When you have rheumatoid arthritis (RA), bedtime can be a challenge. Read on for five tips for getting a full night's rest.
Tim S., of Cuero, TX, had the same bedtime ritual since his early 20s. Each night, he took a warm shower to loosen up the sore muscles that always seemed to bother him. Usually, the relief was temporary; the pain would return in the middle of the night. "At 2:00 or 3:00 in the morning, I'd wake up and go over to the TV room and stretch," says the 47-year-old, who is married and has a 10-year-old son. Afterward, he'd take another hot shower and even spend another 15 minutes sitting in the hot tub, hoping to ease the symptoms.
Unfortunately, this went on for more than 20 years. Then, a year ago, Tim learned that his pain-filled sleepless nights were really due to joint inflammation. Doctors diagnosed him with rheumatoid arthritis (RA) that was causing inflammation in his joints and spine.
You are not alone
Having trouble getting a good night's sleep is a common problem for people with RA. In fact, studies have shown that approximately one-third of individuals with RA experience disrupted or poor-quality sleep. If you have RA, you know how important sleep is for maintaining your health. According to experts at Johns Hopkins University, people with rheumatoid arthritis often need over 10 hours of sleep a night, or eight hours a night and a two-hour nap during the day.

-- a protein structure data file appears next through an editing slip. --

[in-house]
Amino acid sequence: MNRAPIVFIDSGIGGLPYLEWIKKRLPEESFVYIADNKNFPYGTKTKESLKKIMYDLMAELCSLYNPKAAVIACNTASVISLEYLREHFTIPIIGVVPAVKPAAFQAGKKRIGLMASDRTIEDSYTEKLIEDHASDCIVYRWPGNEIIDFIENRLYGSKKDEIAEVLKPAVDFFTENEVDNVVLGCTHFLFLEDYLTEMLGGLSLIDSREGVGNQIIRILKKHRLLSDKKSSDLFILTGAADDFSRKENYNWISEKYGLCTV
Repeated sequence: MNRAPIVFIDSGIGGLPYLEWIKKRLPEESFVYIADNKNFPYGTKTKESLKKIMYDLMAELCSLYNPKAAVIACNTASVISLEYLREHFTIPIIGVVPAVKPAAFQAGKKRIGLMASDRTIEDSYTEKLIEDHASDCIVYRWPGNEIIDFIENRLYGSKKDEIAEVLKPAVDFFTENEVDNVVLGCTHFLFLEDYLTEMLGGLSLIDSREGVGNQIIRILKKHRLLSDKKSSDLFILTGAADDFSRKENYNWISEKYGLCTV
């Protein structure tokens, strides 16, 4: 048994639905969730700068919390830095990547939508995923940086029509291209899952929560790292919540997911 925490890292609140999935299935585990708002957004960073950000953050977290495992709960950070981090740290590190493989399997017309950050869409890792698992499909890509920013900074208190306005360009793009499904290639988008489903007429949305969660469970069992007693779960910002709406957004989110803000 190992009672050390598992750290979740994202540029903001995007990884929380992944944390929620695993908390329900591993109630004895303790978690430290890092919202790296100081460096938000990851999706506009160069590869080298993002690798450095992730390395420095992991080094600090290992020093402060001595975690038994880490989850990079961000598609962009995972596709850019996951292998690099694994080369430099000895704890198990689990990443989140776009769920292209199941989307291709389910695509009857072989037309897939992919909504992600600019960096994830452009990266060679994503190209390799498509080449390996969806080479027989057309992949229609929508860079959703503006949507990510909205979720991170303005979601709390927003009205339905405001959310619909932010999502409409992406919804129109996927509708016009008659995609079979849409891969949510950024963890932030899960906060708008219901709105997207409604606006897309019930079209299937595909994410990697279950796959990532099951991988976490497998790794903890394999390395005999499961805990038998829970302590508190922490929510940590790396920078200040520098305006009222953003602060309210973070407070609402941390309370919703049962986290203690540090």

If you are struggling with sleep issues due to RA, try these suggestions to get a better night's rest:
1. Cover the basics
Your bedroom should help you relax. Make sure you have a comfortable mattress, high-quality pillows and no clutter.
2. Develop a relaxation ritual
Plan to relax and wind down at least one hour before you go to sleep. This could include dimming the lights, turning off the TV, listening to soft music, meditating, and/or taking a warm bath with candles and a book.
3. Stretch, stretch, stretch!
At home—and even on the road when he travels for work—Tim makes it a priority to take a hot shower each night. He also does a series of stretches, including yoga.
4. Have sleep and pain medications ready
Check with your doctor to identify the appropriate medicine to take in the evening. After three or four nights of poor sleep, Tim says he takes a prescribed sleep medication—but only after he has gone through his typical routine of stretching and a hot shower. "I used to reach for a sleep aid when I could have stretched," he notes. "It is so convenient to take the pill."
5. Exercise regularly
"I try to get good exercise during the course of the day. It just makes my joints feel more lubricated," says Tim, who likes to walk, bike, swim and work out on the elliptical machine. However, he makes sure to work out earlier in the day, as exercising late will stimulate him and keep him awake.
Most important, be sure to learn your own body's unique needs. "I have a laundry list of what works for me and what doesn't work for me," says Tim. "My quality of life comes from knowing how to deal with RA."